Saturday, 13 August 2016

The people you meet expedition cruising Neil Nightingale and Karen Bass

#expeditioncruising


by expeditioncruising.com editor, Roderick Eime, aboard Akademik Ioffe

Their names might not be immediately familiar, but their work most certainly is. I met Neil and Karen aboard Akademik Ioffe where they had been invited to give talks about their decades of work with the BBC Natural History Unit including seminal series featuring Sir David Attenborough.

While Head of The BBC’s Natural History Unit Neil oversaw numerous successful TV series including Life, Planet Earth, Big Cat Live, Frozen Planet, Deadly 60 and Springwatch. He also directed the recent theatrical films, Walking With Dinosaurs and Wild Africa.


Karen is a television director and producer with a passion for travel and natural history who, during 30 years with both the BBC Natural History Unit and National Geographic, made wildlife films in almost every corner of the Earth.

In my 20 years travelling aboard expedition ships and also many terrestrial journeys, their lively and engaging talks were among the most entertaining and enriching I have ever encountered. Especially when supported by clips from their mesmerising adventures capturing their award-winning footage. The added bonus of being able to chat over dinner or at the bar threw an even more personal light on their amazing travels and experiences.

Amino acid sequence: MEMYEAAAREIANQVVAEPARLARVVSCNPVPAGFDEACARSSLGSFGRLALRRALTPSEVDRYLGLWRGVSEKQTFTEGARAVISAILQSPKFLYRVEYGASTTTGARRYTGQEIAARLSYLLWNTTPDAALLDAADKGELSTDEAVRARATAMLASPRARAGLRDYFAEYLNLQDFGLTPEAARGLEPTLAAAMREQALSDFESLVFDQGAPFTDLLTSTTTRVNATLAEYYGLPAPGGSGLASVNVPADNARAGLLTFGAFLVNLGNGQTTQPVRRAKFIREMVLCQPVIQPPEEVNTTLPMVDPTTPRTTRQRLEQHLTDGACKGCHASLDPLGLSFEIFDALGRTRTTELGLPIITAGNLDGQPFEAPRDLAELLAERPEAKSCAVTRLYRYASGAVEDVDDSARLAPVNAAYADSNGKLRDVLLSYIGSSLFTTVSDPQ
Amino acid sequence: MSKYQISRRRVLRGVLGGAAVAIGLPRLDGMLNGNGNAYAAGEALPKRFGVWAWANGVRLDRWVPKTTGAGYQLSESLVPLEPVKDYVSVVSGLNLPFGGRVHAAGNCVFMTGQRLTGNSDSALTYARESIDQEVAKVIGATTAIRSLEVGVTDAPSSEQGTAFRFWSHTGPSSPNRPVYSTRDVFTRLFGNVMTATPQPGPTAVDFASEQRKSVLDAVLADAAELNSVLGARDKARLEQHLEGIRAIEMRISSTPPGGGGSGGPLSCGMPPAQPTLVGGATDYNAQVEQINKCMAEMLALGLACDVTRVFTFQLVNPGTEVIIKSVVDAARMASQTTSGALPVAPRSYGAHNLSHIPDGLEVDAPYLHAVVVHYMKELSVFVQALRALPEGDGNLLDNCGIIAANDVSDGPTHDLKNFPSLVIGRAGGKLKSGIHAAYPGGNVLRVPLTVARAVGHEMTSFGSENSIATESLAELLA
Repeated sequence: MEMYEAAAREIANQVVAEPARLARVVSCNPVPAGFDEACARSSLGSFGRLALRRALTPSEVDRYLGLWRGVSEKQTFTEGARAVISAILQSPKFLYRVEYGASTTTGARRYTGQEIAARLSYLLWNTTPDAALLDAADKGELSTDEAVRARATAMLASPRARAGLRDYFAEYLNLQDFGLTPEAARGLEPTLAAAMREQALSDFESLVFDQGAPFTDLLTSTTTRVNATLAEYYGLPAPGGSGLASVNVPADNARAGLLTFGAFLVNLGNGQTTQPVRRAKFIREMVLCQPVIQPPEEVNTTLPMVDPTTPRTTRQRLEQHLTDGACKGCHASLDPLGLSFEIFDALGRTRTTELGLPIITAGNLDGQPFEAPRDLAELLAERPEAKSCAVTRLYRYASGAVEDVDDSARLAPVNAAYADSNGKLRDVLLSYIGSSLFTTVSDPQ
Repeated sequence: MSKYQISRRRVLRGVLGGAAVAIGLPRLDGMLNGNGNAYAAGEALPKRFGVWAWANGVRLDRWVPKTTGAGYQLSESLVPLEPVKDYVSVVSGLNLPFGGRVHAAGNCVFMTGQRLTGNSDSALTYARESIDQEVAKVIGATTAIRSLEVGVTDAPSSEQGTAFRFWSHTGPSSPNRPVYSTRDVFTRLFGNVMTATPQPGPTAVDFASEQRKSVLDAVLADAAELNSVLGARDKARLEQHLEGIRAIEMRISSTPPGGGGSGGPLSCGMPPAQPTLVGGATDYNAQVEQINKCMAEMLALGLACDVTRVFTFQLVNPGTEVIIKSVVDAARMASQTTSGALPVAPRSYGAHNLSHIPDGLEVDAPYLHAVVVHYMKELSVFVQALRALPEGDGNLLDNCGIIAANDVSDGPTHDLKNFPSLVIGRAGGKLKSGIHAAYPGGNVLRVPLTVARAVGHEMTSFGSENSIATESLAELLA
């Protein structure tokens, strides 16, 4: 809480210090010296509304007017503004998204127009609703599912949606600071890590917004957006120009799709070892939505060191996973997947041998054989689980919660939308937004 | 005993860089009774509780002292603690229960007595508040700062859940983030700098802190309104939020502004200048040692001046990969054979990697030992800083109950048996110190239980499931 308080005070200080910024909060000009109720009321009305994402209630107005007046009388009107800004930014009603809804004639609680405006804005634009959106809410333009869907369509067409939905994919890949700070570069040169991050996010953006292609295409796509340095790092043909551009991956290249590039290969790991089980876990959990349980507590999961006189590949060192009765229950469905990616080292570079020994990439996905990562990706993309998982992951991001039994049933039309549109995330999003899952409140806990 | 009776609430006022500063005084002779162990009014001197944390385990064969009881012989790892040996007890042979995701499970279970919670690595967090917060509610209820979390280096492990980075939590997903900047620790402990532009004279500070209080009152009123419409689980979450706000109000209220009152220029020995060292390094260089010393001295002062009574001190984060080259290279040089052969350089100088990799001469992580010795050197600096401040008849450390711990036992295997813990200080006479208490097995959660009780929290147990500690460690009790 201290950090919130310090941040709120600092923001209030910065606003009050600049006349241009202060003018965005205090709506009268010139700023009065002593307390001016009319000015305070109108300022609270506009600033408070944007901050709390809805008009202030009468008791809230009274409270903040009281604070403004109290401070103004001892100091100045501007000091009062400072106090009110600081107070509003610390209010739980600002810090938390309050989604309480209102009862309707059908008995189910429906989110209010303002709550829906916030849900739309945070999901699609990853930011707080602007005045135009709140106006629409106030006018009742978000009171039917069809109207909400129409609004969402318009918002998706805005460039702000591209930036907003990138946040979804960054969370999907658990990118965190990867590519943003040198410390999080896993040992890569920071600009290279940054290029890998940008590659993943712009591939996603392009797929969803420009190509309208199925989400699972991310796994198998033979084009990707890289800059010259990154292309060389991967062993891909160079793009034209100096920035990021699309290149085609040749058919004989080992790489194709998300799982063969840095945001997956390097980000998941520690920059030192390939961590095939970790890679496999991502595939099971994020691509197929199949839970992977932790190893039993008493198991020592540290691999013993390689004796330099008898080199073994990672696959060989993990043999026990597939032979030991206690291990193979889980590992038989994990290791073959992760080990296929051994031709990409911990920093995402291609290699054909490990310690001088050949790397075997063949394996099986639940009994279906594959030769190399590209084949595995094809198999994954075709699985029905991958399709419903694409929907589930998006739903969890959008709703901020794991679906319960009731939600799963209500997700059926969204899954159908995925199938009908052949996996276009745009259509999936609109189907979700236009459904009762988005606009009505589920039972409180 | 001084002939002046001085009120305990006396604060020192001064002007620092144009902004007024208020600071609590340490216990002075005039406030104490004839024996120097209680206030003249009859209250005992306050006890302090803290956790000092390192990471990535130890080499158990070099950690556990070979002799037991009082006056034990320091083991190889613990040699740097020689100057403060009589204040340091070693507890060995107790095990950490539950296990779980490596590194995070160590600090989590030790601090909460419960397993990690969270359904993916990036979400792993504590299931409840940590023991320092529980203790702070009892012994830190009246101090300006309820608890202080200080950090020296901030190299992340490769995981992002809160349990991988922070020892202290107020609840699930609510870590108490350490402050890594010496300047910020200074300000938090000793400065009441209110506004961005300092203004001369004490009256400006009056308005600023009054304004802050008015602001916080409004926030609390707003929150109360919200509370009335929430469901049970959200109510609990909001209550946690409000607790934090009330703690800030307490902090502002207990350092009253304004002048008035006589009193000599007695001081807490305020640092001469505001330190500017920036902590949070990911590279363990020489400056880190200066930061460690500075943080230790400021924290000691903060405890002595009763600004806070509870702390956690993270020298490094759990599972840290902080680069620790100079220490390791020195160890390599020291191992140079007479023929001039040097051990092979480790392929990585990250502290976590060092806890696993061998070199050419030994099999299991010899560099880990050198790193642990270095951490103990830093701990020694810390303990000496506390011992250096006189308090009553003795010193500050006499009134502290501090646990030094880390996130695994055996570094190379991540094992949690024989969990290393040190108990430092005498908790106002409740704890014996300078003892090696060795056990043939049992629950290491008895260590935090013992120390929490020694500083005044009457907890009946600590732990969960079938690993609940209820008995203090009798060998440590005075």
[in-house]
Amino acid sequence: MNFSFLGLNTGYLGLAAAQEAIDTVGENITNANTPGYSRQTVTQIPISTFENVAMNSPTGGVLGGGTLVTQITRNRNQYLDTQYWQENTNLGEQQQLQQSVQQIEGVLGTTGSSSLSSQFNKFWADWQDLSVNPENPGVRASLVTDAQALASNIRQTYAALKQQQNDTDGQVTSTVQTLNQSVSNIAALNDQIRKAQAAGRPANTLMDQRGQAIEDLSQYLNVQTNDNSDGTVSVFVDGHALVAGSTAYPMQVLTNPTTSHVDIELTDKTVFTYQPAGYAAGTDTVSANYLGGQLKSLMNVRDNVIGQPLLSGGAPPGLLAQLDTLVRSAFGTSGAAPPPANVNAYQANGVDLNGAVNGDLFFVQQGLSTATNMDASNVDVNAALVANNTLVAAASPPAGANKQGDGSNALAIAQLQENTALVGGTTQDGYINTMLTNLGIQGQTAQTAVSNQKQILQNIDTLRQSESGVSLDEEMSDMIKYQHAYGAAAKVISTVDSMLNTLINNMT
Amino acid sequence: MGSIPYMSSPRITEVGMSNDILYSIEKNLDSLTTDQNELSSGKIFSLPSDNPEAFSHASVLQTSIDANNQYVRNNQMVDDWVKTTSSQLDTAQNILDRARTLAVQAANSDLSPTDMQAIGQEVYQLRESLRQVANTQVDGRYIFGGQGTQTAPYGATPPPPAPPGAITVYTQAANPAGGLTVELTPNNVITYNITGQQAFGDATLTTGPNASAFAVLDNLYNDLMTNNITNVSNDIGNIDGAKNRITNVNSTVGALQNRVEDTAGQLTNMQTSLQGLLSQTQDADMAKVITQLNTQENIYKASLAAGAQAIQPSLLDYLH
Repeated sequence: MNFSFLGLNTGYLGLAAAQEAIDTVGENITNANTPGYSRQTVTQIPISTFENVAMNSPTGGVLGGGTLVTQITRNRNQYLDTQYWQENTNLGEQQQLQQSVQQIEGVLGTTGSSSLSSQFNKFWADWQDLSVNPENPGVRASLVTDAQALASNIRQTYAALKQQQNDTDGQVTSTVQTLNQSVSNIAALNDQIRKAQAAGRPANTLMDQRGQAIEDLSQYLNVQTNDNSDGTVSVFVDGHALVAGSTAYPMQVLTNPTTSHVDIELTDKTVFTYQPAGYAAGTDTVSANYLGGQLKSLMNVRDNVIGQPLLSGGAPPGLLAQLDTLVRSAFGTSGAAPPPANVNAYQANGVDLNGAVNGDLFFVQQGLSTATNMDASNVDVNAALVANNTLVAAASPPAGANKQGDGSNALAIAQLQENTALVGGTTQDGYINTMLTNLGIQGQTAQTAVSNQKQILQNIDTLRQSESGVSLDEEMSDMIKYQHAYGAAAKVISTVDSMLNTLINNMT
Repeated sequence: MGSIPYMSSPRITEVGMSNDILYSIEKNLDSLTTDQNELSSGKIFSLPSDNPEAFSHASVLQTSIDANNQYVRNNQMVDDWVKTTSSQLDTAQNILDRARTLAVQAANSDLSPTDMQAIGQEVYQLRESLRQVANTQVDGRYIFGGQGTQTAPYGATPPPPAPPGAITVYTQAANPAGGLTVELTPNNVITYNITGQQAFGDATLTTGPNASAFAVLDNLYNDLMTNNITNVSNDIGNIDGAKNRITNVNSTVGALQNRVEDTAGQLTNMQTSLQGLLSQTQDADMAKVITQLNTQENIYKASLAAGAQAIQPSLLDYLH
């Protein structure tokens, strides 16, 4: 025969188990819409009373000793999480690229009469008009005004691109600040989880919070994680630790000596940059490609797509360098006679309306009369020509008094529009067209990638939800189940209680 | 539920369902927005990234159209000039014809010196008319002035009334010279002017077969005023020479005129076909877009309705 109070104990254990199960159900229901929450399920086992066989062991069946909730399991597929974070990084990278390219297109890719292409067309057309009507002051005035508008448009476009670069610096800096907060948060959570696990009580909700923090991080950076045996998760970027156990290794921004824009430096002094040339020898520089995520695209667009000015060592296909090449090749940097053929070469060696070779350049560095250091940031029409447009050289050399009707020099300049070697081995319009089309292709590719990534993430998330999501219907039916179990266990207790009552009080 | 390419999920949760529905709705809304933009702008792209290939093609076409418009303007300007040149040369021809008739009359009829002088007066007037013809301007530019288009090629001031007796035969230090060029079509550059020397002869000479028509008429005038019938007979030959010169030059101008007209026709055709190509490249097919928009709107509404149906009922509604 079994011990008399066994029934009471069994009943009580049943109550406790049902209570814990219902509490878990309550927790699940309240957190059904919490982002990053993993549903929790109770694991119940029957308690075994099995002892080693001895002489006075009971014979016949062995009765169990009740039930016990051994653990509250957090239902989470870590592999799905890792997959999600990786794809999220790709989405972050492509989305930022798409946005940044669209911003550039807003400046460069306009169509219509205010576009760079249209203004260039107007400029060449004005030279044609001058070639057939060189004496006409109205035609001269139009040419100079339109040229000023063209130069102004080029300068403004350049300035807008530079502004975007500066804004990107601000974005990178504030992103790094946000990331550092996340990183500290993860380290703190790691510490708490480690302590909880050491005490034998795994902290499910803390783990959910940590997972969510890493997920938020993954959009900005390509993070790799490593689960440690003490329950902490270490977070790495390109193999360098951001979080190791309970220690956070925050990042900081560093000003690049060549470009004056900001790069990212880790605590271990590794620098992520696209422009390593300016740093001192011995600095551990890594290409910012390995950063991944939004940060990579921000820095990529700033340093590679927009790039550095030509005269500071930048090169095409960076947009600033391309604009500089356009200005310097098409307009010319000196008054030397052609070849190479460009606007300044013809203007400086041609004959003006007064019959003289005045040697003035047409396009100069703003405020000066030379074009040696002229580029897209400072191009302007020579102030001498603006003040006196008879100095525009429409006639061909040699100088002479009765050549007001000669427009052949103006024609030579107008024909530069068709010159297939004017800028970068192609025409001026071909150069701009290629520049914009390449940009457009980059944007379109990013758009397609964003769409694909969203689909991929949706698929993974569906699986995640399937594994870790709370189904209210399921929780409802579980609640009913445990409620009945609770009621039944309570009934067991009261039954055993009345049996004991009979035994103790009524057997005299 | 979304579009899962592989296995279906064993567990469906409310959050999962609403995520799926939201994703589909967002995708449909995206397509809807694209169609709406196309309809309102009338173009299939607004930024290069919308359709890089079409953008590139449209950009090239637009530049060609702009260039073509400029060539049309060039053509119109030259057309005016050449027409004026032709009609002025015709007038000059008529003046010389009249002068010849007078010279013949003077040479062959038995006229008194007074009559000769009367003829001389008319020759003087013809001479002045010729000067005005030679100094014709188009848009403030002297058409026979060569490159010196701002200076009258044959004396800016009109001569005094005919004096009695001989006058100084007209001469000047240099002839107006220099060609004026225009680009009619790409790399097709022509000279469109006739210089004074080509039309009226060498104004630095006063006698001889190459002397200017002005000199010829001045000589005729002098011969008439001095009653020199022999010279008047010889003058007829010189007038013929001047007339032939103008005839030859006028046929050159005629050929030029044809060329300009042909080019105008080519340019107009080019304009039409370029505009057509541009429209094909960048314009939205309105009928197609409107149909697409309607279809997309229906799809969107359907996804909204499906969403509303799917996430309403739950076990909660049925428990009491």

“For us, getting the camera in the right place at the right time is where the rewards are,” says Karen,”and I can see the parallels in expedition cruising where the skill and experience of the expedition leader and the captain are critical in getting passengers positioned for these encounters. Even when, despite their best efforts and just like with our filming, not everything goes to plan, they are still able to produce unexpected surprises. For instance, who could plan for that breaching whale or the polar bear and three little cubs swimming past the bow of the ship?”

Then there is the time they spent weeks in the frozen Arctic waiting for the arrival of migrating narwhals or filming mating frogs in an African pond under the ominous scrutiny of Nile crocodiles. It all makes for captivating conversations.

“Put simply, expedition cruises are the only way for the regular person to experience these remote wildlife spectacles like a polar bear on ice or a rare bowhead whale,” says Neil.

Neil and Karen are planning more appearances aboard expedition cruise ships over the coming seasons, so stay in touch with your favourite expedition cruise company or consultant for updates.

More:
See Karen's TED2012 talk "Unseen Footage"



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